Home Destinations Where to Camp, Hike and OHV near Calgary this Weekend

Where to Camp, Hike and OHV near Calgary this Weekend

by Karen Ung

The August long weekend is upon us! While August long usually has the best weather, it can also be a time of fire bans, bear warnings and OHV bans. Where then, can we play outside near Calgary this weekend?

Where Can I Camp Without a Reservation?

We are lucky to have several great first come-first served (FCFS) campgrounds near Calgary. If you can head out Thursday night, that is ideal, but Friday mornings are sometimes ok.

Your best chance of getting a first come – first served site is in David Thompson Country, 3 hours north of Calgary. Stay in a rustic campground (no showers, but most campgrounds provide free firewood), visit Historic Nordegg (be sure to try their famous pie in the cafe and sign up for a Mine Tour) and enjoy some fantastic hiking and fishing!
  • For more information see my story Camping and Hiking in David Thompson Country: 15 mostly FCFS campgrounds to choose from. Thompson Creek is closest to the Icefields Parkway. Two O Clock Creek has nice views (but can be very windy). Goldeye Lake and Fish Lake are good for paddling and fishing.
Abraham Lake, David Thompson Country
For a unique camping experience, book a tipi or trapper’s tent at Rocky Mountain House National Historic Site. They also have unserviced sites (only $15/nt!) and equipped camping. Be sure to allow at least half a day to explore the historic site and visitor centre before hitting the beach at Crimson Lake Provincial Park.
Rocky Mountain House National Historic Site
Waiparous, north of Cochrane on Forestry Trunk Road, is popular with hunters and OHVers and has several FCFS campgrounds including Waiparous Creek, Fallen Timber South, Fallen Timber North, and Burnt Timber Campground. Please note there is a fire ban in the Waiparous/Ghost area.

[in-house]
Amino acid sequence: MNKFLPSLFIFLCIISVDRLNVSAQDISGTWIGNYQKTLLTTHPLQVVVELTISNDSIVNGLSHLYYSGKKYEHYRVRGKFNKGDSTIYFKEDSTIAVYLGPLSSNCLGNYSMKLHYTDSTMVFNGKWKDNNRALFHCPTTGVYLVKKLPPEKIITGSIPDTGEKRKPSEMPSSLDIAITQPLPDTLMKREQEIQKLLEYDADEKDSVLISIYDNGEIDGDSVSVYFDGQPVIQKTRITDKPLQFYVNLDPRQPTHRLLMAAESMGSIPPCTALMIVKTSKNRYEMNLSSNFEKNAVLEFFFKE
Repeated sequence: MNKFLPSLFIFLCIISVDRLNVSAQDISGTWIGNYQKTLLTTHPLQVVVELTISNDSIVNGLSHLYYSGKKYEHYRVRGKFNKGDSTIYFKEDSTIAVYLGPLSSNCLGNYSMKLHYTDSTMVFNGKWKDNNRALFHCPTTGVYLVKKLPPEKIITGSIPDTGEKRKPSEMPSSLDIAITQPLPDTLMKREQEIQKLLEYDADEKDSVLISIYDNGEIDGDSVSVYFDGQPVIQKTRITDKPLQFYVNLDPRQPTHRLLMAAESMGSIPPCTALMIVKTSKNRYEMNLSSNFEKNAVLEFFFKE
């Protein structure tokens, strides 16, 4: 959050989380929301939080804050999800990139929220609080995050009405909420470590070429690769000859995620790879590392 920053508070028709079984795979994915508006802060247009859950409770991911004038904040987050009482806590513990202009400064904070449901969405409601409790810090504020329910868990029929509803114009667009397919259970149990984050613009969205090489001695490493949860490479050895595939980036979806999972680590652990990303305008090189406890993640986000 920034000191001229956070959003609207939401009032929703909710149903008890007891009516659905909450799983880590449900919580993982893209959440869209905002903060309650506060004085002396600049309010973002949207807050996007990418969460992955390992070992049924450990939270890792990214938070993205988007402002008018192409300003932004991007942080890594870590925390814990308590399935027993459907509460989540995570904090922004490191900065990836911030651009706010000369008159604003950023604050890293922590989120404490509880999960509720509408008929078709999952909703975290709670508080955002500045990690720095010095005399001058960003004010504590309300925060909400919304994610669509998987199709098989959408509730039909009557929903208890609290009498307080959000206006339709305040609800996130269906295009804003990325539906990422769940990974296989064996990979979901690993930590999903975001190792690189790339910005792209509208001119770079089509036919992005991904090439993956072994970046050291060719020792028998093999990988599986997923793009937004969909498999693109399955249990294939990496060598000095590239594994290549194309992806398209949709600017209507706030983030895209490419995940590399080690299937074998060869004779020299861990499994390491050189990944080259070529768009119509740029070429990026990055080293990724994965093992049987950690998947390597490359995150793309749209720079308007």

• My friend Amanda from Life in Alberta shares her experience camping and dirt biking at Waiparous Creek Campground here.
  • Mockingbird Lookout is a popular hike in the area. See Hiking With Barry’s trip report here.
Waiparous Creek Campground
Image Credit: Life in Alberta

Please note that all of the following campgrounds have fire bans.
Sibbald Lake: Sibbald Lake is a large, basic (no hookups or showers) campground in the foothills. Most sites are spacious and shaded and not too far from the lake and hiking trails. D Loop does not allow generators, so it’s really quiet. 134 FCFS sites.
  • Hike the Sibbald Flats Trail (1.6 km loop) to the site of a 1984 Sun Dance, or continue further to Deer Ridge (6.6 km loop, 300 m elevation gain).
  • Sibbald Lake was not stocked this year, so anglers will have better luck at nearby Sibbald Meadows Pond. 134 FCFS sites.
Sibbald Lake Campsite
Gooseberry is located 10 minutes from Bragg Creek near the Elbow River.
  • Visit Elbow Falls and Forgetmenot Pond, then hike to the top of Sunrise Hill for beautiful views of the Elbow Valley. 85 FCFS sites.
Bow Valley Provincial Park: Willow Rock Campground has some large RV sites near the road, and smaller, more private sites in the trees. This campground also has flush toilets and showers and offers close proximity to several trails in the park. 124 FCFS sites. If Willow Rock is full, continue further west to Bow River Campground with 59 FCFS sites.
Middle Lake, Bow Valley Provincial Park


Please note that all of the following campgrounds have fire bans except Wyndham-Carseland.
Wyndham-Carseland, just south of Calgary, has 102 FCFS sites near the Bow River. Enjoy the nature walk along the river as well as fishing and paddling.
Lake McGregor is a popular beach and boating destination 2 hours from Calgary. Campsites are quite open, so bring a sun shelter or bug screen house. 100 FCFS sites.